Park has done a decent job capitalizing on dealers being to lazy to go to the hardware store down the street. They've added their name (and a decent markup) to a bunch of generic tools.

    Actually the reason I seal CF cuts is because there are always micro channels or gaps where the matrix doesn't perfectly seal against the fiber. That allows water to enter and attack the structure over time. It used to be more of a problem in the early days of CF, I don't know if the methodology has improved, so sealing the ends might be a case of belt and suspenders, but I still do it.
    FB
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    “Never argue with an idiot. He will only bring you down to his level and beat you with experience.”, George Carlin

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    WARNING, I'm from New York. Thin skinned people should maintain safe distance.

  7. #7
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    I don't know,.....looks like you're going to have to "balance" the weight somewhere to account for the now HEAVY long sided handlebar on a fine tuned machine!


    Personally, just to avoid any good natured fun poking by your riding buddies, (and for your own satisfaction) i might just sand down the long end with 120 grit, stick on sandpaper on a flat backing (piece of wood) ....followed by BOTH ends getting 400 grit followed by 800 grit sandpaper. I might finish with a slight rounding of the sharp outer/inner edges with a piece of the finer grits stuck to my finger.

    Will end up smoother than a baby's behind! You mentioned having the ends covered already,....so all this presupposes you can get them off safely.....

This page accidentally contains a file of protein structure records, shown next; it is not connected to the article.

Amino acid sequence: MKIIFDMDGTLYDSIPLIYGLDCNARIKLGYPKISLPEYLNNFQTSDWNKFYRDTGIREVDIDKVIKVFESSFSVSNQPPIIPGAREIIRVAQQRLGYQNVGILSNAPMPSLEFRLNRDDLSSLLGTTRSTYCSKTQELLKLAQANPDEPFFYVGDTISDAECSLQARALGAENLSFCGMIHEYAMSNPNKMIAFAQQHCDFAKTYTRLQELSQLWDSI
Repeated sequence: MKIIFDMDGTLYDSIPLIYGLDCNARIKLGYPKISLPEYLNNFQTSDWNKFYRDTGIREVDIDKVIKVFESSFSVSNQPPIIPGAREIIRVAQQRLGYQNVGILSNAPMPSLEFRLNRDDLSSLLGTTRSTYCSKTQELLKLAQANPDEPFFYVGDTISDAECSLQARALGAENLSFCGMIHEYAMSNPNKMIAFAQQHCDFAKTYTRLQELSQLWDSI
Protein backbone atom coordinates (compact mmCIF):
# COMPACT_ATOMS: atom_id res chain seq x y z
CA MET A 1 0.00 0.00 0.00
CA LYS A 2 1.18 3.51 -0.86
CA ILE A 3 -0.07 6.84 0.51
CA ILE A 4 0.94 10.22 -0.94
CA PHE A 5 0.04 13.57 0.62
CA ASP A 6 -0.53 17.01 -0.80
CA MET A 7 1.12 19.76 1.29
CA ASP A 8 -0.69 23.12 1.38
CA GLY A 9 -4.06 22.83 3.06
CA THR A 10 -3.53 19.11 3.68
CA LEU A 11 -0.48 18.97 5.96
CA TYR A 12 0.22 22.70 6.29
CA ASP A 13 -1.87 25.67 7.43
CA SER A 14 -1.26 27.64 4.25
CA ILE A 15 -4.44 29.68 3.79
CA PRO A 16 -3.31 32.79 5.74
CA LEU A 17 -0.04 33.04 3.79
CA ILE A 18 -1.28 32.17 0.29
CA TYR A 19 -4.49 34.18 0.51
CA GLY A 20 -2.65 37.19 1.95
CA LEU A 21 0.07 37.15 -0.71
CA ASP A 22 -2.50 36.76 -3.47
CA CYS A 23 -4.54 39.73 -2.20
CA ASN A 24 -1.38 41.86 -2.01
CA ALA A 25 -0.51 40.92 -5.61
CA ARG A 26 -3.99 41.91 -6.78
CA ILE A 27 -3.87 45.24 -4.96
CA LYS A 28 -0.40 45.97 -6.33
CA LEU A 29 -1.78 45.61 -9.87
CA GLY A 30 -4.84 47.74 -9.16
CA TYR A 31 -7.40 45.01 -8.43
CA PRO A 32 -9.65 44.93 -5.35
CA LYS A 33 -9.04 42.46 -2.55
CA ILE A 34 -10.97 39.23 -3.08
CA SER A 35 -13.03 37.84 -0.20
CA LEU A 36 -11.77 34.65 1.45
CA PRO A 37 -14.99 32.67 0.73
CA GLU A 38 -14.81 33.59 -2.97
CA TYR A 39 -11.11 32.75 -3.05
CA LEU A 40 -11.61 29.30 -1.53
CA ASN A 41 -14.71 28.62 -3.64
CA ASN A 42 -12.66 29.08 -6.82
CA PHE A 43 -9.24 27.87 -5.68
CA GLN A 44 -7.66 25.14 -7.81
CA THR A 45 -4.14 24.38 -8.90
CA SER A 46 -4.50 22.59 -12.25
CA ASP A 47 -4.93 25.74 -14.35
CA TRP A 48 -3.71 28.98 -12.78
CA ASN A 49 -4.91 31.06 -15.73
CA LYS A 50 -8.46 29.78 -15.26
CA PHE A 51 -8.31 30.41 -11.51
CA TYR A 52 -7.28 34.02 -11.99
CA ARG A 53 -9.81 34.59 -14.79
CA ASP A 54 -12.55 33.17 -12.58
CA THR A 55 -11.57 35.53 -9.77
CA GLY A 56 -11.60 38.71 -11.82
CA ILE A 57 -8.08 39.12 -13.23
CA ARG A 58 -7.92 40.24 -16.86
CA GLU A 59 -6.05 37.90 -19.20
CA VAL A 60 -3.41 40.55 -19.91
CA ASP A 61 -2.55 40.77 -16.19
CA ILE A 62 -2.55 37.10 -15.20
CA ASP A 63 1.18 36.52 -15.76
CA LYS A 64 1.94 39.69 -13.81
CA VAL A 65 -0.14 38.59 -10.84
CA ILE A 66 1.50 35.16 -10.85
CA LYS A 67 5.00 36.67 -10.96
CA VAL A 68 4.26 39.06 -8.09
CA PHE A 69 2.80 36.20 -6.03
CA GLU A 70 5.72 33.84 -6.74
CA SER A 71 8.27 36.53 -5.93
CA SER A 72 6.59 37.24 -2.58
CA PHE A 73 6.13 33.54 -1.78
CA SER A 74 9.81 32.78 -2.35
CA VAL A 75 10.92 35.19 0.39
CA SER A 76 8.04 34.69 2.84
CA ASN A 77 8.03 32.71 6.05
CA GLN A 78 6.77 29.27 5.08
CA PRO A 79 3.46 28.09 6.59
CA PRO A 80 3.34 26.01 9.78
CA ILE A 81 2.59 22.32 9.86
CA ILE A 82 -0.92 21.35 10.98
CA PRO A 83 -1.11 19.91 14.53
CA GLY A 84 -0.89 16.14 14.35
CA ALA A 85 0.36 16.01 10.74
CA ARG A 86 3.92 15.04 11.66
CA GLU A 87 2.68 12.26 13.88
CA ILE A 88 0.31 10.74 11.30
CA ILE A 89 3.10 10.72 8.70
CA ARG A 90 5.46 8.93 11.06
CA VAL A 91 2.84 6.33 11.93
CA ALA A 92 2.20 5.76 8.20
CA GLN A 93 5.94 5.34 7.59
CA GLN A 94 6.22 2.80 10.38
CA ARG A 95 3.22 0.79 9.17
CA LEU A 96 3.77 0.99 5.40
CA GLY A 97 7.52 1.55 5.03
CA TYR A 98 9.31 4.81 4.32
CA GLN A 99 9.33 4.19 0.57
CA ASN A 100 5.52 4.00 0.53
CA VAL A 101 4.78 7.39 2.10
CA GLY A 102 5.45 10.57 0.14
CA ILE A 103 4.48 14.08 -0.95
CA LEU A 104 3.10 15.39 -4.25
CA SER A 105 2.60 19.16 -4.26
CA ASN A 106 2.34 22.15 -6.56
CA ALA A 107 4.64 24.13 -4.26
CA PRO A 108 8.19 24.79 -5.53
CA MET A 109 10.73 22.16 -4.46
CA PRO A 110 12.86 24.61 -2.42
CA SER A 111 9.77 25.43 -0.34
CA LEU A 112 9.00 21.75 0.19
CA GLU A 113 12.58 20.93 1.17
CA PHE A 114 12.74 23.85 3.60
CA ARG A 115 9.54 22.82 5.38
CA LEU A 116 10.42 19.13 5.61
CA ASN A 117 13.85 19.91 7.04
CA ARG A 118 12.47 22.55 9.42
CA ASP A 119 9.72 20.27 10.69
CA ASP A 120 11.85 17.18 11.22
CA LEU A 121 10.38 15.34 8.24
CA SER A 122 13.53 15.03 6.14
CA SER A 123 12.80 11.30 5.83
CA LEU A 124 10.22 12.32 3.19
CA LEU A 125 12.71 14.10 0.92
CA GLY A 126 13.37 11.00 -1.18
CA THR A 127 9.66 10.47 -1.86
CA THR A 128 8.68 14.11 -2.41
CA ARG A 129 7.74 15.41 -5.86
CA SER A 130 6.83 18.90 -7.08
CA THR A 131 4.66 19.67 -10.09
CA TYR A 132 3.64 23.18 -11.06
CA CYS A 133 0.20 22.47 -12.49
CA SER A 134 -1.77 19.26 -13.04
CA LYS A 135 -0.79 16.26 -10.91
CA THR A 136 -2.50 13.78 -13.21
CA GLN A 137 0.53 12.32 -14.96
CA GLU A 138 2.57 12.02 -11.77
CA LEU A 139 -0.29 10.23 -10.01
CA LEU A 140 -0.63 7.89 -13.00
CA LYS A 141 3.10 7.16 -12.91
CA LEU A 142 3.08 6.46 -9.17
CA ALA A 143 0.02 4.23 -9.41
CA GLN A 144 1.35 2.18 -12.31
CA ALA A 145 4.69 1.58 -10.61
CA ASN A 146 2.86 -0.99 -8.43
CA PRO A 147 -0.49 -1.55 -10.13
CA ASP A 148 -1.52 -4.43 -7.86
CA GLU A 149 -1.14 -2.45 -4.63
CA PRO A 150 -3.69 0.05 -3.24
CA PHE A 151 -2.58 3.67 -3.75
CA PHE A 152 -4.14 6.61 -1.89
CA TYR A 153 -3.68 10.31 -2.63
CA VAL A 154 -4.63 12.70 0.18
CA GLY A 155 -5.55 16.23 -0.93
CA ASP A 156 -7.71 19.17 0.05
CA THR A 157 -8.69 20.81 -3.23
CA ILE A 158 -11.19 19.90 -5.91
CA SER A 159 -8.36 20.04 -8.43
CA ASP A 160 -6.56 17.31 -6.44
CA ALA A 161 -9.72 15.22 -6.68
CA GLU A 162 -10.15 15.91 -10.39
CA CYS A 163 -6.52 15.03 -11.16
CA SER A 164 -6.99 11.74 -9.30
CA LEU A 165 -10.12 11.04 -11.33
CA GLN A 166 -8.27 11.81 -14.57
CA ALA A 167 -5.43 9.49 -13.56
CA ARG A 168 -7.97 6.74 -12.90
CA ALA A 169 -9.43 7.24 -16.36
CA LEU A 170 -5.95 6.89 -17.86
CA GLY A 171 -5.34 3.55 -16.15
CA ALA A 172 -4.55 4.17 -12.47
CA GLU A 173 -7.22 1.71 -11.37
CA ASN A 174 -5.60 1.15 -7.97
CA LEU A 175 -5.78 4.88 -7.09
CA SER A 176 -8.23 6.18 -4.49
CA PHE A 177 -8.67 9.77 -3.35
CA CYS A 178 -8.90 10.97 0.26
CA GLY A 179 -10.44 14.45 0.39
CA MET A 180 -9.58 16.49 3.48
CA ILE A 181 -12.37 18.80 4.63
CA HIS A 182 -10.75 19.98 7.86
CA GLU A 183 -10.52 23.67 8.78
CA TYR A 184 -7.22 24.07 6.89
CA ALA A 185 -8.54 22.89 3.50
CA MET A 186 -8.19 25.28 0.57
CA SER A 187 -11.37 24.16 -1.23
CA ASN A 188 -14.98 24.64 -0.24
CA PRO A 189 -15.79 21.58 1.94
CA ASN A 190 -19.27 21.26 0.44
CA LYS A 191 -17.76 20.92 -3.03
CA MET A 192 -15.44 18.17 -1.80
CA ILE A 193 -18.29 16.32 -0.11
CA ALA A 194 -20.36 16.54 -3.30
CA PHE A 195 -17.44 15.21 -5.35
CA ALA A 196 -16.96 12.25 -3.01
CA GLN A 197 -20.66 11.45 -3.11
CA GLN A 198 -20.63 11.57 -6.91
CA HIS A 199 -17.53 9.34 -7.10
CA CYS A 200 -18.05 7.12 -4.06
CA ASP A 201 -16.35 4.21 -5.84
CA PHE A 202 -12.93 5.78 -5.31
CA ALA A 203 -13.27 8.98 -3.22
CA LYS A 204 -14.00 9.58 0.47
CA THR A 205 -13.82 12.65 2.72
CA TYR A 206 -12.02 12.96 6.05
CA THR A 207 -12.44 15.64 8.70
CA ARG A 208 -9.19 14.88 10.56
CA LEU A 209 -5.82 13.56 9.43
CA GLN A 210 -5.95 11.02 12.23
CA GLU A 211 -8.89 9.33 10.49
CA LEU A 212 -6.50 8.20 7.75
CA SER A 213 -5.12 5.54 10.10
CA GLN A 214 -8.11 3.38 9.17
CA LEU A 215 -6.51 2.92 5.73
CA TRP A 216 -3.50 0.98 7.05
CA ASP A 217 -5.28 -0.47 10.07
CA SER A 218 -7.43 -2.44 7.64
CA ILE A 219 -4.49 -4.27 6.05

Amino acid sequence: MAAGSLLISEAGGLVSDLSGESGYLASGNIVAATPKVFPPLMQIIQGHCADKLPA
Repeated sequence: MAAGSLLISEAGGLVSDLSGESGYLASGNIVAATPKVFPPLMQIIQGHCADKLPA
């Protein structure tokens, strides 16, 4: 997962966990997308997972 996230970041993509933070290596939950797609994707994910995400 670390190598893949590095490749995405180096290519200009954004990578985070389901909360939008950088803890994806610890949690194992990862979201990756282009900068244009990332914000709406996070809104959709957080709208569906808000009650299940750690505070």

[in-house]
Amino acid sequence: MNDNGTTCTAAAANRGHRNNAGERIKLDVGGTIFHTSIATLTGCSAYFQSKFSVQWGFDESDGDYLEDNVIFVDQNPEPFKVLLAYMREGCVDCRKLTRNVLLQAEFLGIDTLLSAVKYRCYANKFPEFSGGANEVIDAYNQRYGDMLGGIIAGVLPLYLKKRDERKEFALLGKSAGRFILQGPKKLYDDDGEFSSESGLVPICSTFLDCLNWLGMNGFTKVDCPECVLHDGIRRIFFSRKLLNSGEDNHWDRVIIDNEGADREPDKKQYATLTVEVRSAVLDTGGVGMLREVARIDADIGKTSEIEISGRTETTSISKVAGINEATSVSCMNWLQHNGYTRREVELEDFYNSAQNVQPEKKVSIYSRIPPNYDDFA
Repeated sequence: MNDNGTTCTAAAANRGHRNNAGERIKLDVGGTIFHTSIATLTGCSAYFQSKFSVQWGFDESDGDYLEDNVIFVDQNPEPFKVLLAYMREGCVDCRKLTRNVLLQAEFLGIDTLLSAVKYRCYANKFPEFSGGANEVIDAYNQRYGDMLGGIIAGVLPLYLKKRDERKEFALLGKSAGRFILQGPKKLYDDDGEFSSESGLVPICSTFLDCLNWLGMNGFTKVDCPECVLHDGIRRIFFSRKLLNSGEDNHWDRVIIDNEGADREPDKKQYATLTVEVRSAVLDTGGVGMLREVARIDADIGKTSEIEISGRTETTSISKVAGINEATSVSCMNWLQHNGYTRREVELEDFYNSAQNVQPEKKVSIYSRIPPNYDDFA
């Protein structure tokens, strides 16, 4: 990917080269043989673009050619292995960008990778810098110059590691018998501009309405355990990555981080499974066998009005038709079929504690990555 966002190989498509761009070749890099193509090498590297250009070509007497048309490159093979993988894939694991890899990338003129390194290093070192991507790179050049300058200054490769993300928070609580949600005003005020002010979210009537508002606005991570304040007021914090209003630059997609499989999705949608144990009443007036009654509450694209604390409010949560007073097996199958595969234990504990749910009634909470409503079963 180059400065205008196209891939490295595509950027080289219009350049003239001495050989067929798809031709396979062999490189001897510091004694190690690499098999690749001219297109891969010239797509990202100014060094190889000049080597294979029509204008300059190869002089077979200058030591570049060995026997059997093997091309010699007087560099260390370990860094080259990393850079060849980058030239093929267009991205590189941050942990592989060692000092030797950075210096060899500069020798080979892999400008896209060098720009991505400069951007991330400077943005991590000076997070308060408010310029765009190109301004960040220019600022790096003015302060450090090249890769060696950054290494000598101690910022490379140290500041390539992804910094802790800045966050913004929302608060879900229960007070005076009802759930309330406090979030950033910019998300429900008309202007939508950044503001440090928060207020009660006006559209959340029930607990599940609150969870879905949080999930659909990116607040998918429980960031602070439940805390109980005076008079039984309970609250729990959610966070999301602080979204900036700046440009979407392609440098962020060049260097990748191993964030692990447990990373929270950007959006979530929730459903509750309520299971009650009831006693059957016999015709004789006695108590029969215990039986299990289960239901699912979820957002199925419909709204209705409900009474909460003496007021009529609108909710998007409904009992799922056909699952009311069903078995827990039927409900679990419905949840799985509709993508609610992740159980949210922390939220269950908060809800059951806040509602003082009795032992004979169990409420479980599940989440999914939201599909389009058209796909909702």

Last edited by joejeweler; 06-15-12 at 03:27 PM.

  8. #8
    Senior Member himespau's Avatar
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    Well given that for most people one leg is like an eighth to a quarter of an inch longer than the other anyway, if you were lucky and have the correct side of the bars longer, it'll all balance itself out nicely.
    Punctuation is important. It's the difference between "I helped my uncle, Jack, off a horse" and "I helped my uncle Jack off a horse"


  9. #9
    Senior Member JTGraphics's Avatar
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    Personally no if it were mine I'd be mad at myself if I did that LOL
    But you should be OK ride! unless it bugs you then fix it but I won't tell anyone whats under your grips
    It may not be fancy but it gets me were I need to go.
    http://www.jtgraphics.net/cyclist_bicycles.htm

  10. #10
    Can'tre Member 3alarmer's Avatar
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    Quote Originally Posted by Al Dvorin
    Ladies and gentlemen, Elvis has left the building. Thank you and goodnight

  11. #11
    Half way there gmt13's Avatar
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    A few mm? You won't even notice that visually after a week or so of riding. Resist the urge to re-trim. One time I cut a bar 3 times and it was still too short.

    -G